Since 2013, September 30 has been commemorated as Orange Shirt Day across Canada in honour of the Survivors of Indian Residential Schools. Starting this year, September 30 will also now be designated as National Day for Truth and Reconciliation. The date was declared a statutory federal holiday with the passage of Bill C-5 in June of this year, in response to one of the 94 Calls to Action of Canada’s Truth and Reconciliation Commission.
This day is an important step in the reconciliation process. It provides an opportunity to recognize and commemorate the tragic history and ongoing legacy of residential schools, and to honour their survivors, their families and communities.
In Sooke, an event will be held by our local Truth 4 Reconciliation members and will take place at the Sooke Library at 11am.
Event organizers are asking to hear from non-Indigenous people about what they have learned from listening to the stories of survivors. They ask:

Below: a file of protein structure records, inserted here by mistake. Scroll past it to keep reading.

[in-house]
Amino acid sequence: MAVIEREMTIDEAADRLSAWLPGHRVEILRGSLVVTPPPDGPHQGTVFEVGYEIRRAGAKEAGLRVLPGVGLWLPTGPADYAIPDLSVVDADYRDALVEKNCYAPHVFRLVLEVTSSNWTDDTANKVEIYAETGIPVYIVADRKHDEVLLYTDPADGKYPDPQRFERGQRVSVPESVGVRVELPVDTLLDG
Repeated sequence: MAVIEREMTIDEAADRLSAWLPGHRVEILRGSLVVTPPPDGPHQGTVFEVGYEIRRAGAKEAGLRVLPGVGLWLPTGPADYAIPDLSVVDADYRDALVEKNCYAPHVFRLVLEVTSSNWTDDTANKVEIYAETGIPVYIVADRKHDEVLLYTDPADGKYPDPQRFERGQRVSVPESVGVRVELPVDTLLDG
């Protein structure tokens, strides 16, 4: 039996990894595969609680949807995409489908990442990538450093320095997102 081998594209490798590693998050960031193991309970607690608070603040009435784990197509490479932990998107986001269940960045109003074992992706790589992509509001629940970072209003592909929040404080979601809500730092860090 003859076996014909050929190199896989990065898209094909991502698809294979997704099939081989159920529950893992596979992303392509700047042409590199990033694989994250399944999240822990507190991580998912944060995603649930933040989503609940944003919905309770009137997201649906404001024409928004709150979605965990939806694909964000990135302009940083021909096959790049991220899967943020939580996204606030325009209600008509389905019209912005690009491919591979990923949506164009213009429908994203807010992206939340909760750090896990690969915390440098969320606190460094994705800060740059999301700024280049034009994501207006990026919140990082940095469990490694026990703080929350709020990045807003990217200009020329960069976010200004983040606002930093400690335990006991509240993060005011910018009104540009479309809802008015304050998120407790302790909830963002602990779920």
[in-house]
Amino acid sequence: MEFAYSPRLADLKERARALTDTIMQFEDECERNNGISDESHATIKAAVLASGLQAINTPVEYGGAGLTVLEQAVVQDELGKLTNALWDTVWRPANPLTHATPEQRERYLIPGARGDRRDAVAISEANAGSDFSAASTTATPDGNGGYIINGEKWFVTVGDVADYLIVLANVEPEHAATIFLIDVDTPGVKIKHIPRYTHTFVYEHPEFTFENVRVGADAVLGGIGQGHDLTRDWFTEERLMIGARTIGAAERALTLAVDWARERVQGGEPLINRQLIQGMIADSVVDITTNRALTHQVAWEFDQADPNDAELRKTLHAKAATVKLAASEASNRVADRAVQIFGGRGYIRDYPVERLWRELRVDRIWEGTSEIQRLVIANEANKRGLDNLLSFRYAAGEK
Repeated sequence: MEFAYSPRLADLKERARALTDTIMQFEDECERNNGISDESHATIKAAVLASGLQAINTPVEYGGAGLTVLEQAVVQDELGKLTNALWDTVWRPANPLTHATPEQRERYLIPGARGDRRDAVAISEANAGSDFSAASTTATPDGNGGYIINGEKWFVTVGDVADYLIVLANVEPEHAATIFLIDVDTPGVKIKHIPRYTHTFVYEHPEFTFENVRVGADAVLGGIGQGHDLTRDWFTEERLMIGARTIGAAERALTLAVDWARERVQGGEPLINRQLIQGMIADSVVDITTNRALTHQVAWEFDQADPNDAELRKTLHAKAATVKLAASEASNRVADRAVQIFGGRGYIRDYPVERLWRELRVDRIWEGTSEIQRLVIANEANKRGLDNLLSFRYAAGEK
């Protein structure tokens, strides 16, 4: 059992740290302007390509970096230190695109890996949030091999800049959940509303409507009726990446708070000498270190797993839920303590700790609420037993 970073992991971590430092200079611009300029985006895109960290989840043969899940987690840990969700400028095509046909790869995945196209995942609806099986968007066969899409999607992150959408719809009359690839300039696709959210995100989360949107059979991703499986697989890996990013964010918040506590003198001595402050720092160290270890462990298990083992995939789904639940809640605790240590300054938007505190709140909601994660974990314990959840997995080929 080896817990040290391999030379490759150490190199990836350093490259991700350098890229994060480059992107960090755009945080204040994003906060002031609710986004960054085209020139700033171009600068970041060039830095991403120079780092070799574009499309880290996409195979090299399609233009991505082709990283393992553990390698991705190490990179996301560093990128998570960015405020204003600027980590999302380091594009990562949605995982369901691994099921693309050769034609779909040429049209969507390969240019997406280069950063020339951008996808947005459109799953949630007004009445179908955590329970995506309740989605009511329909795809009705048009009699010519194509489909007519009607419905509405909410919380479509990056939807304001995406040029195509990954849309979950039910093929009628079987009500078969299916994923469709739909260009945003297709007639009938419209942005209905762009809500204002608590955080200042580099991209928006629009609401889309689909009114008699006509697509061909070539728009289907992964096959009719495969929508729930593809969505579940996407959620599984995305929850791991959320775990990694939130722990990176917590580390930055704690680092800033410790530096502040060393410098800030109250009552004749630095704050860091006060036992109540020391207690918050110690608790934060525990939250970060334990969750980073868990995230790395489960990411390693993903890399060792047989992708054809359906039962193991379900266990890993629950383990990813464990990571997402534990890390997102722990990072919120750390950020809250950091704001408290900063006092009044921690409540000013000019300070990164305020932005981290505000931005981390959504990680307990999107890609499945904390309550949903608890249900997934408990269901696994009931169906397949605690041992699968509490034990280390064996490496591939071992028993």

- What have you done or what are you planning to do differently?
- What is your contribution to truth-telling?
- Which truths have you surfaced or told and how have you gone about addressing this head-on and/or reconciling it?
- How are you holding others accountable to truth-telling so things can be reconciled?
Members express, “Please – instead of always asking survivors to re-experience trauma so you can ‘hear it firsthand’ or ‘understand’ or ‘be a nice ally’ – lift away the burden from us and tell us what you are doing.”
- National Centre for Truth and Reconciliation
- Government of Canada, Marking the National Day for Truth and Reconciliation
- Government of Canada, Truth and Reconciliation Commission of Canada
- Beyond 94: Truth and Reconciliation in Canada
- The Indian Residential Schools Crisis Line: 1-866-925-4419
Available 24 hours a day for anyone experiencing pain or distress as a result of their Residential school experience.
WATCH, Phyllis’ story: